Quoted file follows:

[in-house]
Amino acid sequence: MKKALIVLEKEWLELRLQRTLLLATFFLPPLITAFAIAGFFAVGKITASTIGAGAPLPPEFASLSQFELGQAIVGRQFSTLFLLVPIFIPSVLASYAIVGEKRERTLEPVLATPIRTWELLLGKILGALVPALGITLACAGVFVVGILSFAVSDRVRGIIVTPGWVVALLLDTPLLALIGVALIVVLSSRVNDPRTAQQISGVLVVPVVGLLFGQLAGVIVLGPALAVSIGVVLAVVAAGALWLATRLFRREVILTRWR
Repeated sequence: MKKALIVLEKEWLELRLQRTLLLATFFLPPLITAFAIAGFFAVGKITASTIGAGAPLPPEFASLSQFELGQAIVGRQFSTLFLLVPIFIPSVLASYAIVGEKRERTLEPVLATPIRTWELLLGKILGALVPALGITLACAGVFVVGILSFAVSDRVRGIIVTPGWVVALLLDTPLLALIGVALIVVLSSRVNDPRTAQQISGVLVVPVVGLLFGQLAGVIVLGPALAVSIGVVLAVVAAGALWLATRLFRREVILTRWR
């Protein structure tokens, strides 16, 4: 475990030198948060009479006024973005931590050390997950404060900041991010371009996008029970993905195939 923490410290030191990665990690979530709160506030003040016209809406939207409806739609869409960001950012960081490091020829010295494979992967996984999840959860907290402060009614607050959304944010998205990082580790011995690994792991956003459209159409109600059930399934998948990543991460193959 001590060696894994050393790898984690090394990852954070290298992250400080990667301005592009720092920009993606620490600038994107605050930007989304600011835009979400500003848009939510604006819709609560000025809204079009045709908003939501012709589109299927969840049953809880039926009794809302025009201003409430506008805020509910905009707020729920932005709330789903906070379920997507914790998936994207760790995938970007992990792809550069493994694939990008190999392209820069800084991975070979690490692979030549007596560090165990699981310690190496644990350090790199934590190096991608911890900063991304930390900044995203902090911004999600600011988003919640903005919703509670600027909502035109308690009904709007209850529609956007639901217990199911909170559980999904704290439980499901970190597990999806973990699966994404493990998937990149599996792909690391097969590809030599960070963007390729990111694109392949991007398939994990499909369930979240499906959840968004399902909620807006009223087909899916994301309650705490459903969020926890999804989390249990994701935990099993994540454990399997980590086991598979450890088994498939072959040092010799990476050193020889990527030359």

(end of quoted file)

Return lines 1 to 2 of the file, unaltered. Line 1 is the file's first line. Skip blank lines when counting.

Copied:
[in-house]
Amino acid sequence: MKKALIVLEKEWLELRLQRTLLLATFFLPPLITAFAIAGFFAVGKITASTIGAGAPLPPEFASLSQFELGQAIVGRQFSTLFLLVPIFIPSVLASYAIVGEKRERTLEPVLATPIRTWELLLGKILGALVPALGITLACAGVFVVGILSFAVSDRVRGIIVTPGWVVALLLDTPLLALIGVALIVVLSSRVNDPRTAQQISGVLVVPVVGLLFGQLAGVIVLGPALAVSIGVVLAVVAAGALWLATRLFRREVILTRWR